3 years ago

Google Glass is gaining popularity in the medical world. A 1.8 ounce computer, configured as a pair of glasses, is now finding it’s way into the medical world as a premier teaching tool.  Being able to record surgeries, hands-free, from the surgeon’s point of view has become a game changer!  Colleagues or medical students alike can now utilize these streaming surgeries.

Cardiothoracic surgeon, Pierre Theordore, M.D., has taken this new technology one step further.  By pre-loading x-ray images onto the Google glass, he is able to immediately reference them in his field of vision, and compare them to the actual surgical site.

Theodore explains that having these x-rays in your field of vision, without having to leave the operating room, allows you to maintain your attention 100% on the patient without interruption.  Having immediate access to valuable data, Theodore believes, is an essential part to making critical decisions accurately, which leads to better surgical outcomes for patients.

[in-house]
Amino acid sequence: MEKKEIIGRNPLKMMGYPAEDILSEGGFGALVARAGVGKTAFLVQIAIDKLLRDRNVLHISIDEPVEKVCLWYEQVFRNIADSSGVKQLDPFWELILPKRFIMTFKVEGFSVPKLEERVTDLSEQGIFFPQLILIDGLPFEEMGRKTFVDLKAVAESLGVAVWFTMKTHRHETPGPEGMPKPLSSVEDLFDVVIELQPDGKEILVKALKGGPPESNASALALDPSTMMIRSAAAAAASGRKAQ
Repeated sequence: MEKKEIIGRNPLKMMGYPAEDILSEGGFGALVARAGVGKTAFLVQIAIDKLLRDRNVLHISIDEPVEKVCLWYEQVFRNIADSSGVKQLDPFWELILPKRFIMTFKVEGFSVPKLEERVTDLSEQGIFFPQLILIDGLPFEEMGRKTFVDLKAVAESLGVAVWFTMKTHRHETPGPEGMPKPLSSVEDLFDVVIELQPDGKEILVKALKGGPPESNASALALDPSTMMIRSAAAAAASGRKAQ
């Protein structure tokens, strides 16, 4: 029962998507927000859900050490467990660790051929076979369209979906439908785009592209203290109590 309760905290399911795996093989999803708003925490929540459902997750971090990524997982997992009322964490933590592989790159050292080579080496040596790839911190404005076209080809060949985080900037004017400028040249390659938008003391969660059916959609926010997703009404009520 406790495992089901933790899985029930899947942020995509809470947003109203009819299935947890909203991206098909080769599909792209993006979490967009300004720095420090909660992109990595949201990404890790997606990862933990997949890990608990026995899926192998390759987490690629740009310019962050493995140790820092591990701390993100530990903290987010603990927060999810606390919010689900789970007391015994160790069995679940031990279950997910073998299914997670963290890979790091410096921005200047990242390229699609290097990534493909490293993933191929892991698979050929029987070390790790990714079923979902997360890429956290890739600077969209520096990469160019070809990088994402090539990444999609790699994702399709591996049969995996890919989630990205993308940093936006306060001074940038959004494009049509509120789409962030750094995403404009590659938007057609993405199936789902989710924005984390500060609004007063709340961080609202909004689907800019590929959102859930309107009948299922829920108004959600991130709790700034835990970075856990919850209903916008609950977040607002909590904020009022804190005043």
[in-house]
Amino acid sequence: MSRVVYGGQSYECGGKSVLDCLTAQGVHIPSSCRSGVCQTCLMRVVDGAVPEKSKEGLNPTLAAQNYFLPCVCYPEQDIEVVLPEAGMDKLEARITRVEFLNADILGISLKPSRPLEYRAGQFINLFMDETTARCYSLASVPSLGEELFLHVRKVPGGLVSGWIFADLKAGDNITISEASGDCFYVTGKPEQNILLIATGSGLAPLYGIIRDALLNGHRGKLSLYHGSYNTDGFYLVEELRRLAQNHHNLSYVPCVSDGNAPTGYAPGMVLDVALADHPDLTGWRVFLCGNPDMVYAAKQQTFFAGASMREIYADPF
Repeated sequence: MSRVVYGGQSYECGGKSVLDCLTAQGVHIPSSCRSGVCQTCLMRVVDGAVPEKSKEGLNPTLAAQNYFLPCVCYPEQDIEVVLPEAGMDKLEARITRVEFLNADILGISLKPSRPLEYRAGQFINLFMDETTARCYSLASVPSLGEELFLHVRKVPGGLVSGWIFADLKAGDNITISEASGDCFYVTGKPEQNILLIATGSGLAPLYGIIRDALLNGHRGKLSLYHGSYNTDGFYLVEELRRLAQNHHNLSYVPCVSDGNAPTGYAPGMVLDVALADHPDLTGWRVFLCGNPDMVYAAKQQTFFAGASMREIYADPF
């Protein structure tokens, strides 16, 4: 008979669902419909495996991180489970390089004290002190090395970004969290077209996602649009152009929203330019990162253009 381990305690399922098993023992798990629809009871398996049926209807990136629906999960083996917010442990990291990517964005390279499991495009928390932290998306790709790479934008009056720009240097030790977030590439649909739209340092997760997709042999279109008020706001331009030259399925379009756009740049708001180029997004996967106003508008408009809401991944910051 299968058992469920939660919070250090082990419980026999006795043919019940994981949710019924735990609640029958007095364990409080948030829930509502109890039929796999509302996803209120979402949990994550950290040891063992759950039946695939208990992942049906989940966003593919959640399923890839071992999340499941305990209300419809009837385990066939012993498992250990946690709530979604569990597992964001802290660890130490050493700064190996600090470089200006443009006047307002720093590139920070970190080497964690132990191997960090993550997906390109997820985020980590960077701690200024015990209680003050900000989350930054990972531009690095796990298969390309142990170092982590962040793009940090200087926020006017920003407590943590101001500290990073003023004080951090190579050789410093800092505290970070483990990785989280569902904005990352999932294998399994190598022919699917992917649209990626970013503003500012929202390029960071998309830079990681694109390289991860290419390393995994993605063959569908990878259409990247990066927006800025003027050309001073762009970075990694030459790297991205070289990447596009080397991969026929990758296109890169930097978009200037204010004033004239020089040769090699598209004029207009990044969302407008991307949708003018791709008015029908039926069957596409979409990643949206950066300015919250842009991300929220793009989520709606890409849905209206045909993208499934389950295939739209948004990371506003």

Dr. Theodore is the first surgeon to be given clearance on this tool as an auxiliary device from the local institutional Review Board (IRB).

If it seems hard to imagine, Theodore compares the screen to a tic tac toe board where his valuable information is in the top right hand corner and if he needs it, it’s there, but it also isn’t in the way of his normal field of vision. This is also similar to the idea of a rear view mirror.

Bridging the Gap

It’s possible that this new wearable technology is going to help break down geographical barriers, allowing surgeons in remote parts of the world to observe how the United States is performing more modern procedures. Google Glass will also provide a way to have live streaming feedback during surgery, for surgeons to teach modern surgical techniques, in live time, to surgeons in other parts of the world.

The numerous potential options for Google Glass are going to be revolutionary in the healthcare world.  With this new technology, it is now upon our doctors and researches to find out how far we can take it.



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